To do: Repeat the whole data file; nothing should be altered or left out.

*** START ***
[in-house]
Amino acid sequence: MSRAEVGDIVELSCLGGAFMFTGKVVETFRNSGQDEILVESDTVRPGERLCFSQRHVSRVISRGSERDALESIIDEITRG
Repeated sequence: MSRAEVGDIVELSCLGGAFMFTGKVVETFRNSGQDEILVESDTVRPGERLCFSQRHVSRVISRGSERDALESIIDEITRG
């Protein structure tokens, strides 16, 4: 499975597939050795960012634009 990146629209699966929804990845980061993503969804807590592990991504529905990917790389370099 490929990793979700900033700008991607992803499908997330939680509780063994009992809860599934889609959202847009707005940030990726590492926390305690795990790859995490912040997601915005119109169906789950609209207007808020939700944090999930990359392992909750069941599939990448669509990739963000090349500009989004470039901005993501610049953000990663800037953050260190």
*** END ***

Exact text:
[in-house]
Amino acid sequence: MSRAEVGDIVELSCLGGAFMFTGKVVETFRNSGQDEILVESDTVRPGERLCFSQRHVSRVISRGSERDALESIIDEITRG
Repeated sequence: MSRAEVGDIVELSCLGGAFMFTGKVVETFRNSGQDEILVESDTVRPGERLCFSQRHVSRVISRGSERDALESIIDEITRG
């Protein structure tokens, strides 16, 4: 499975597939050795960012634009 990146629209699966929804990845980061993503969804807590592990991504529905990917790389370099 490929990793979700900033700008991607992803499908997330939680509780063994009992809860599934889609959202847009707005940030990726590492926390305690795990790859995490912040997601915005119109169906789950609209207007808020939700944090999930990359392992909750069941599939990448669509990739963000090349500009989004470039901005993501610049953000990663800037953050260190």